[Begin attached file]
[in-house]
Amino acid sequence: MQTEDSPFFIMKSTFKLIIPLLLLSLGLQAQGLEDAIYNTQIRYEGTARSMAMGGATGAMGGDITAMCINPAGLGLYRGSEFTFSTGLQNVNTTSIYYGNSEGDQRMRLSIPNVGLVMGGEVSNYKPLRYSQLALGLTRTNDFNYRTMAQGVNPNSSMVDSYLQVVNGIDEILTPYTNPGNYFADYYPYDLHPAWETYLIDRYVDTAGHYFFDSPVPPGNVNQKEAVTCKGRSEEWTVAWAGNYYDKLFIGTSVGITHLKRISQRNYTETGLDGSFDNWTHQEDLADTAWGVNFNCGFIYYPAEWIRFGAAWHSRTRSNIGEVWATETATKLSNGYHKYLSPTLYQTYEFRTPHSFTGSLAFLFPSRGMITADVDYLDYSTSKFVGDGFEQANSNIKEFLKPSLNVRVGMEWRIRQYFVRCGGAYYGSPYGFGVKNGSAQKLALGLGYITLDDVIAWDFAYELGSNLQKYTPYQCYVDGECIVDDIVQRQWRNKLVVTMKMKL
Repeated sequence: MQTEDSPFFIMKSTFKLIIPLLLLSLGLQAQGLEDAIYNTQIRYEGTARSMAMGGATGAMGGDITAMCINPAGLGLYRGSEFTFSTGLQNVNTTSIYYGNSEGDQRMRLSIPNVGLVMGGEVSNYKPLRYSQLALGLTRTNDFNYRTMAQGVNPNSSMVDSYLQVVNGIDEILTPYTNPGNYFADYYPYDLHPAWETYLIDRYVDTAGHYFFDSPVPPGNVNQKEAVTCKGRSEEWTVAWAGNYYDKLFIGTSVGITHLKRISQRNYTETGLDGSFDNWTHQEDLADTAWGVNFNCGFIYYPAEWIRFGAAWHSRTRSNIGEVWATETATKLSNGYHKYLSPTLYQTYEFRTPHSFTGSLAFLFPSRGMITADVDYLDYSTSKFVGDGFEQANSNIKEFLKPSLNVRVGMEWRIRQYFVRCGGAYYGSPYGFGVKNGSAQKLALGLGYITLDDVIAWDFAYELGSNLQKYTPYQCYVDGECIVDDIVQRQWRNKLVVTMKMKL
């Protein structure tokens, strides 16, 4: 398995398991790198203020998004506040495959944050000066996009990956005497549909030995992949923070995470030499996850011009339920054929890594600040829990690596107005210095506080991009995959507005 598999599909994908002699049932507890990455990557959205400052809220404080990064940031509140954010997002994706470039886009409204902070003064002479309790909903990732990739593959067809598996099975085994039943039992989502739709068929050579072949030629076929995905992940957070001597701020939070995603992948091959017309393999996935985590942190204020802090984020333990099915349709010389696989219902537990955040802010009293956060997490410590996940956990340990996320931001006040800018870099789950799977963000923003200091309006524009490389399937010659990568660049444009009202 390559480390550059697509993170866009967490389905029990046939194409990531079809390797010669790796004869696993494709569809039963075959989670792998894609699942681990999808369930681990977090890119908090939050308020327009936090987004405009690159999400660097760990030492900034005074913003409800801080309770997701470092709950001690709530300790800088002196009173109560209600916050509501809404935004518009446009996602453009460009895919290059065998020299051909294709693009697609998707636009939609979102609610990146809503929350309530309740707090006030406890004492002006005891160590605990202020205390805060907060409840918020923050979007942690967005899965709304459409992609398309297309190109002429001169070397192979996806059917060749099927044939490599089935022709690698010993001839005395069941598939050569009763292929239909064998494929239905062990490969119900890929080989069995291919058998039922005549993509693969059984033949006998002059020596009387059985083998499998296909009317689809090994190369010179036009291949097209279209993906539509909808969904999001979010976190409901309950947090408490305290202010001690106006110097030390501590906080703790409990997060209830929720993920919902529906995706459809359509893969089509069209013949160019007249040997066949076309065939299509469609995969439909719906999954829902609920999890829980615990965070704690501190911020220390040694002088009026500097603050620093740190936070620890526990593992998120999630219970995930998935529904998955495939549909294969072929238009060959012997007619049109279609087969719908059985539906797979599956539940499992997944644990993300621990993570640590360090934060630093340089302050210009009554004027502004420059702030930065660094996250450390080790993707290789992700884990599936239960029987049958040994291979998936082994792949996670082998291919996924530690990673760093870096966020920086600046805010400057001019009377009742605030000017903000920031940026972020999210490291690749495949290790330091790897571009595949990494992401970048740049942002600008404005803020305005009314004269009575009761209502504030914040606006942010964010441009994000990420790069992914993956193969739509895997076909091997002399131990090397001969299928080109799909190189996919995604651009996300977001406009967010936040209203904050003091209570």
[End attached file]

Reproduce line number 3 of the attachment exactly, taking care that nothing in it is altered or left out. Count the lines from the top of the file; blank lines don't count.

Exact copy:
Repeated sequence: MQTEDSPFFIMKSTFKLIIPLLLLSLGLQAQGLEDAIYNTQIRYEGTARSMAMGGATGAMGGDITAMCINPAGLGLYRGSEFTFSTGLQNVNTTSIYYGNSEGDQRMRLSIPNVGLVMGGEVSNYKPLRYSQLALGLTRTNDFNYRTMAQGVNPNSSMVDSYLQVVNGIDEILTPYTNPGNYFADYYPYDLHPAWETYLIDRYVDTAGHYFFDSPVPPGNVNQKEAVTCKGRSEEWTVAWAGNYYDKLFIGTSVGITHLKRISQRNYTETGLDGSFDNWTHQEDLADTAWGVNFNCGFIYYPAEWIRFGAAWHSRTRSNIGEVWATETATKLSNGYHKYLSPTLYQTYEFRTPHSFTGSLAFLFPSRGMITADVDYLDYSTSKFVGDGFEQANSNIKEFLKPSLNVRVGMEWRIRQYFVRCGGAYYGSPYGFGVKNGSAQKLALGLGYITLDDVIAWDFAYELGSNLQKYTPYQCYVDGECIVDDIVQRQWRNKLVVTMKMKL